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Did you know heart disease is the number one killer of women in the United States, killing more women every year than cancer, chronic lung disease, accidents and Alzheimer's disease combined? Although these facts can seem scary, there is also good news. Even modest changes in nutrition and lifestyle can lower your risk of a cardiac event by as much as 80 percent.

Know your numbers 
There are known risk factors for heart disease, including high blood pressure, high cholesterol and elevated blood glucose levels. Weight and body mass index (BMI) also play a part in your personal risk. The first step in preventing heart disease is finding out your numbers so that you can determine where you can make improvements. Keeping these numbers within a healthy range can improve your heart health and reduce your risk for heart disease. 

Know your risk factors
Because heart disease has historically been considered a “man’s disease,” many women lack an awareness of their potential risk. Ninety percent of women have at least one risk factor for heart disease. Preventing or reducing the chances of heart disease is something you're never too young to think about. A risk-assessment for heart disease is an important first step towards understanding your risk and maintaining good heart health. Take five minutes to understand your own risk of heart conditions with our online assessment.

Know the symptoms
When many of us think of a heart attack, we envision a man experiencing crushing chest pain. Yet, symptoms in women can be more subtle. Often, women complain of neck, jaw, shoulder or arm pain, nausea, lightheadedness or extreme fatigue. In other words, the symptoms can be confusing or overlooked. Because of this, women tend to show up in emergency rooms later than men, after heart damage has already occurred.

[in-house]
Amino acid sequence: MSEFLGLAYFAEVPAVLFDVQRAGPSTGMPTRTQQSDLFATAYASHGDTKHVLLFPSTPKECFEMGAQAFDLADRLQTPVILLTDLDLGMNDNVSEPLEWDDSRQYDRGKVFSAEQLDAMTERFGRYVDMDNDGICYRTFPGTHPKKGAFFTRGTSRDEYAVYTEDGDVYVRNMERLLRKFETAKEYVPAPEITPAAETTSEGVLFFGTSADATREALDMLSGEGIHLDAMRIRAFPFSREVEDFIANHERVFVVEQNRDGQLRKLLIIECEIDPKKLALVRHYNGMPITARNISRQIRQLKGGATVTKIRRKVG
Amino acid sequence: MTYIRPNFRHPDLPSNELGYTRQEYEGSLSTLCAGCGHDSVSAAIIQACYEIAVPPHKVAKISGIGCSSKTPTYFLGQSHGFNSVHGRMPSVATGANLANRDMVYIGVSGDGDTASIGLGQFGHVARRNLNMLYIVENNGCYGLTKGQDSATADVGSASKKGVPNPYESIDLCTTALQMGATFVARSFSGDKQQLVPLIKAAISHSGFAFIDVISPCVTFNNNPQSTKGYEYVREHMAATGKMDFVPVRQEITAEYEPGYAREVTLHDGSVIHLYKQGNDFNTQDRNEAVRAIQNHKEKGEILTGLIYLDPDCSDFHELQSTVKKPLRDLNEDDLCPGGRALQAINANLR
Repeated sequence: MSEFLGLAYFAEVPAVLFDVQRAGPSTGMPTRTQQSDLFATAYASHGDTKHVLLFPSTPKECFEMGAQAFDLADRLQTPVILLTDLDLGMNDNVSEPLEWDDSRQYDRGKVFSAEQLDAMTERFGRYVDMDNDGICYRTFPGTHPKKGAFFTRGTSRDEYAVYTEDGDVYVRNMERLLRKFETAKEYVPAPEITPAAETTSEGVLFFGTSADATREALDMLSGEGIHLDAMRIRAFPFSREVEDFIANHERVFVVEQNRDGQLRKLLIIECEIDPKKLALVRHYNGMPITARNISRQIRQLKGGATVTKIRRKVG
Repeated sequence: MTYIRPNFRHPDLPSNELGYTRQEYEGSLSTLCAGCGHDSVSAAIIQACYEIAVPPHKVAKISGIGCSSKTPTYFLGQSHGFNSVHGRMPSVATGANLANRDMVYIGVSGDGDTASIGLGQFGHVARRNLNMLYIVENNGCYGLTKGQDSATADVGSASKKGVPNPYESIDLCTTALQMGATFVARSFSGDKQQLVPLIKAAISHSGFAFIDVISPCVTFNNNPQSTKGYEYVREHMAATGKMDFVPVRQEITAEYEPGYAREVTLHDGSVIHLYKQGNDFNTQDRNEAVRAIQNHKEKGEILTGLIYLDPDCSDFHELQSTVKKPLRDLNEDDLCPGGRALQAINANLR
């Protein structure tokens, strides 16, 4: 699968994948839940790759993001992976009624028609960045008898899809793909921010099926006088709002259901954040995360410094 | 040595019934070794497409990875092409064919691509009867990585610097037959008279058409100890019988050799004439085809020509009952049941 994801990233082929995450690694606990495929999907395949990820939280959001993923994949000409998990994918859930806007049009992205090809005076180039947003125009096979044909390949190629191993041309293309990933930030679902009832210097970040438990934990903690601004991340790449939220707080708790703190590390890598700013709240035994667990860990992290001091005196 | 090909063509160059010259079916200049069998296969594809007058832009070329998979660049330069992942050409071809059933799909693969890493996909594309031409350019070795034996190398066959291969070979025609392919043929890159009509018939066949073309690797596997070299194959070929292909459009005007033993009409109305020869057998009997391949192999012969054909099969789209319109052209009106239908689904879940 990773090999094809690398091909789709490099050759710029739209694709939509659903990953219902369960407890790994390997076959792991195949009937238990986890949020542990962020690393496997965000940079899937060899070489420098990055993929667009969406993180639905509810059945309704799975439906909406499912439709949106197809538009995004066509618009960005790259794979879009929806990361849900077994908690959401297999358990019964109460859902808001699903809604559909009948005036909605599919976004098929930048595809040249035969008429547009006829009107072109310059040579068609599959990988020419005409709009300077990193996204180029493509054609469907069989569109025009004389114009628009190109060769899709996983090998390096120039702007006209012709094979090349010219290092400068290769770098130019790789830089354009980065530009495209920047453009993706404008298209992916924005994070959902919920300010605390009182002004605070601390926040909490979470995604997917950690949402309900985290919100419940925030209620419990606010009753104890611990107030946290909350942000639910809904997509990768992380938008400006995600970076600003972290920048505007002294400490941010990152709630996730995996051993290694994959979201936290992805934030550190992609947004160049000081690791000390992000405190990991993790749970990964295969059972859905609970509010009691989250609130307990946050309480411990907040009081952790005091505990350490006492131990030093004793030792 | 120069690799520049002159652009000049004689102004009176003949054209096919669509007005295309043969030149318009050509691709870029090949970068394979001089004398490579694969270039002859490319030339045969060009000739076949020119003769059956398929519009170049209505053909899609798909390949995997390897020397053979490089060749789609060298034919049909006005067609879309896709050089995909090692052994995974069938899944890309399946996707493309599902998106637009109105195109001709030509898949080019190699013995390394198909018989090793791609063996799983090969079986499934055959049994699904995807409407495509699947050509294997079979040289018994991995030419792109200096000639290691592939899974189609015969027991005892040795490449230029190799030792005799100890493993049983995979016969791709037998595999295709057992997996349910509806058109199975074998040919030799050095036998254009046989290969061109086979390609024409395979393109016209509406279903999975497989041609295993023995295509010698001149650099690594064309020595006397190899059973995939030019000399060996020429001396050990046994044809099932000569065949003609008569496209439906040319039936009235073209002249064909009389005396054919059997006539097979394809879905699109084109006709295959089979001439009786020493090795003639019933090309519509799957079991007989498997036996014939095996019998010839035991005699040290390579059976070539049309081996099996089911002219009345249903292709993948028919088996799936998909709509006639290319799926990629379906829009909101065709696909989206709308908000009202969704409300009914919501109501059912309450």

Without a doubt, the best defense against heart disease is to be empowered. By taking charge of your health and being knowledgeable about risks and symptoms, you can successfully battle against the leading killer of women. Get heart smart today!

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What Cardiologists Eat for Heart Health

Heart disease is the No. 1 killer of both men and women in the United States. Take our five-minute health risk assessment to find out your own risk. It's the first step to a healthier heart!

Take our heart HRA
High blood pressure is often referred to as a silent killer because it can damage blood vessels and increase the risk of serious health threats without any noticeable symptoms.

Download the first chapter of Heart Smart for Women
Leading cardiologists Dr. Jennifer H. Mieres and Dr. Stacey E. Rosen offer up a practical, essential guide to heart-healthy living. You can be six steps and six weeks away from a healthier heart. Complete the form below to download the first chapter.

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